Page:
Well-known non-practicing entity Intellectual Ventures has been fairly quiet on the litigation front, particularly as compared to other high-profile NPEs. And when IV has filed suits, it has generally targeted technology companies, such as semiconductor manufacturers, handset makers, or telecom service providers. But earlier this week, IV branched out into new territory, suing the First National Bank of Omaha in Nebraska district court and accusing the bank of infringing several patents (including some potentially standard-essential patents).
Complaint: [IV v First Natl Bank of Omaha]
IV’s complaint accuses First National Bank of Omaha (FNBO) of infringing five patents:
- U.S. Patent No. 5,745,574, titled “Security infrastructure for electronic transactions”
- U.S. Patent No. 6,826,694, titled “High resolution access control”
- U.S. Patent No. 6,715,084, titled “Firewall system and method via feedback from broad-scope monitoring for intrusion detection”
- U.S. Patent No. 6,314,409, titled “System for controlling access and distribution of digital property”
- U.S. Patent No. 7,634,666, titled “Crypto-engine for cryptographic processing of data”
For three of these patents, IV’s allegations of infringement specifically point to FNBO’s systems (e.g., its online banking system and a specialized technology service) that comply with the Payment Card Industry Data Security Standards (PCI-DSS). These are standards related to encryption/cryptography (among other things) which were promulgated by the PCI Security Standards Council (PCI SSC). For the other two patents (the ‘694 & ‘666 patents), it’s not clear whether IV is claiming infringement based on compliance with PCI-DSS. IV is not seeking an injunction (or even a future, ongoing royalty), but has limited its claims to damages, costs, and attorneys’ fees.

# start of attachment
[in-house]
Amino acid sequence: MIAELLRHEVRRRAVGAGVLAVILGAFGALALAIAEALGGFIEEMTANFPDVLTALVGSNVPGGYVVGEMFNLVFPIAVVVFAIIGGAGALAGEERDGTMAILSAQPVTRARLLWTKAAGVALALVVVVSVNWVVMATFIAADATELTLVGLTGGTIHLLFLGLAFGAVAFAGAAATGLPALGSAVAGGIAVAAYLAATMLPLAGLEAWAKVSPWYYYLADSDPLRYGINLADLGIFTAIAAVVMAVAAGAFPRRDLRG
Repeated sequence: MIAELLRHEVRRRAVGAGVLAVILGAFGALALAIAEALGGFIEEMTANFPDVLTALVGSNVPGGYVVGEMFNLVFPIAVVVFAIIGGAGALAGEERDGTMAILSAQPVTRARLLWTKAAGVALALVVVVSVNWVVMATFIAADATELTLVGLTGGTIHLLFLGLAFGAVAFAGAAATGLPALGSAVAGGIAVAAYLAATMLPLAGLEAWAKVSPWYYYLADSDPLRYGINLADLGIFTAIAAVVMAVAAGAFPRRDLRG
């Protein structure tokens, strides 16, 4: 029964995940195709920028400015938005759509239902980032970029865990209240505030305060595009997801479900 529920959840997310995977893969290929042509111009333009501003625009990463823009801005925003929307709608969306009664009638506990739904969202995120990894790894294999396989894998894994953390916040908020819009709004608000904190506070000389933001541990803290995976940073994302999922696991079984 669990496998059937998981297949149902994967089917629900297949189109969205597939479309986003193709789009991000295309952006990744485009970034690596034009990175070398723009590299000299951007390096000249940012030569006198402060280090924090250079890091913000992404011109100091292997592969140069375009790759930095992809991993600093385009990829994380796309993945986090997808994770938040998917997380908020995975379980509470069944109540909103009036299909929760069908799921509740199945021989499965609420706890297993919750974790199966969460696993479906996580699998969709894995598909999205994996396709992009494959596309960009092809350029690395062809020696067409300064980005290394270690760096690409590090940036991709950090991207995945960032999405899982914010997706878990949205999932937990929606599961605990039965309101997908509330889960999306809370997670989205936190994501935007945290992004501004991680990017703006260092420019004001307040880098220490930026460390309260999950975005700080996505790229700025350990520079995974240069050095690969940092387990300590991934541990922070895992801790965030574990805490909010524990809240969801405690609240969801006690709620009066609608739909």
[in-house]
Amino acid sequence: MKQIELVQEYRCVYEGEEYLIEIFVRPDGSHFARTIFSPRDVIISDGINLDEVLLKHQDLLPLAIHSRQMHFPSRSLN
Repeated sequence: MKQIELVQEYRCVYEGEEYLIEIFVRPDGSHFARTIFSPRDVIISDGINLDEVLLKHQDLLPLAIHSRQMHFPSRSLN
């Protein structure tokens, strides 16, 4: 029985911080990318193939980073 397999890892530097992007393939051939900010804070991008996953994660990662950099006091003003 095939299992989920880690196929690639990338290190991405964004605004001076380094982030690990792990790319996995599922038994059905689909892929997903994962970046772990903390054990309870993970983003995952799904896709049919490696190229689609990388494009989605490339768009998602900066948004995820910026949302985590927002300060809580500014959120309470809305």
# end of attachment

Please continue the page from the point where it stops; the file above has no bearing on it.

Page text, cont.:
It’s not clear whether there are any licensing/non-enforcement obligations with respect to these patents. On its website, the PCI Security Standards Council posts a license agreement that includes a covenant not to assert PCI standard-essential patents against PCI members or licensees. It appears that through this agreement, developers and licensees of PCI SSC standards such as PCI-DSS generally agree not to bring patent infringement claims on PCI standard-essential patents. But from a quick look at the PTO’s assignment database, it looks like some of IV’s asserted patents are well-traveled — having previously been owned by companies such as Mitre Corp., Veridian Information Solutions, General Dynamics, Verifides Technology Corp., Entegrity, Bellsouth, and AT&T — so there is certainly the potentially that the PCI SSC-related covenant not to sue could come into play should this litigation proceed along far enough.